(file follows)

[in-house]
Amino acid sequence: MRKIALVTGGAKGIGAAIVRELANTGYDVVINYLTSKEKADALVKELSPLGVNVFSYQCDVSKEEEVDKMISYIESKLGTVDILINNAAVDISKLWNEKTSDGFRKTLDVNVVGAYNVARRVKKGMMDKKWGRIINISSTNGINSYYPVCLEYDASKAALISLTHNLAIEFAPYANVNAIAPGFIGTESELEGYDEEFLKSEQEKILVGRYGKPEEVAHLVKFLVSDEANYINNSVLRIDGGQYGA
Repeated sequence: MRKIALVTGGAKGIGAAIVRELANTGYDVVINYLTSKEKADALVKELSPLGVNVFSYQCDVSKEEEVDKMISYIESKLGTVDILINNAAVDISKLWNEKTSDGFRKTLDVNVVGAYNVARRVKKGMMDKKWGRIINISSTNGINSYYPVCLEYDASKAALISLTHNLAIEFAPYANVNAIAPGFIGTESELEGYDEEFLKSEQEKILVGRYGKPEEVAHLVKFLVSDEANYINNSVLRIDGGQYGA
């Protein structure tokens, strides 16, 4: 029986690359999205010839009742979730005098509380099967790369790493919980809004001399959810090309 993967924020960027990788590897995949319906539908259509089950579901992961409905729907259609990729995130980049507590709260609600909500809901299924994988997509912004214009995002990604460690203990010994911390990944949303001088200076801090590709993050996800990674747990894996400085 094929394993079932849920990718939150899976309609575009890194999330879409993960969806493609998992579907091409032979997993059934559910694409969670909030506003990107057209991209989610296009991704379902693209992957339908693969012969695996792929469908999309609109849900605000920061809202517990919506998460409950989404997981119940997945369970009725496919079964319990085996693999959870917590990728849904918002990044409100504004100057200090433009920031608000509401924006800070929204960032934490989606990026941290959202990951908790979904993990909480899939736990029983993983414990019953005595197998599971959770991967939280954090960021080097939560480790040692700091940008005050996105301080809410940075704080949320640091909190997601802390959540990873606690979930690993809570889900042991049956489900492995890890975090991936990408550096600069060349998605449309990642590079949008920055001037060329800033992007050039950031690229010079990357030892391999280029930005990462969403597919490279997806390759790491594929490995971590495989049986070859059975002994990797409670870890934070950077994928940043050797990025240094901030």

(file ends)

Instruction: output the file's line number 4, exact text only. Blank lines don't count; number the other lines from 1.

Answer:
């Protein structure tokens, strides 16, 4: 029986690359999205010839009742979730005098509380099967790369790493919980809004001399959810090309 993967924020960027990788590897995949319906539908259509089950579901992961409905729907259609990729995130980049507590709260609600909500809901299924994988997509912004214009995002990604460690203990010994911390990944949303001088200076801090590709993050996800990674747990894996400085 094929394993079932849920990718939150899976309609575009890194999330879409993960969806493609998992579907091409032979997993059934559910694409969670909030506003990107057209991209989610296009991704379902693209992957339908693969012969695996792929469908999309609109849900605000920061809202517990919506998460409950989404997981119940997945369970009725496919079964319990085996693999959870917590990728849904918002990044409100504004100057200090433009920031608000509401924006800070929204960032934490989606990026941290959202990951908790979904993990909480899939736990029983993983414990019953005595197998599971959770991967939280954090960021080097939560480790040692700091940008005050996105301080809410940075704080949320640091909190997601802390959540990873606690979930690993809570889900042991049956489900492995890890975090991936990408550096600069060349998605449309990642590079949008920055001037060329800033992007050039950031690229010079990357030892391999280029930005990462969403597919490279997806390759790491594929490995971590495989049986070859059975002994990797409670870890934070950077994928940043050797990025240094901030």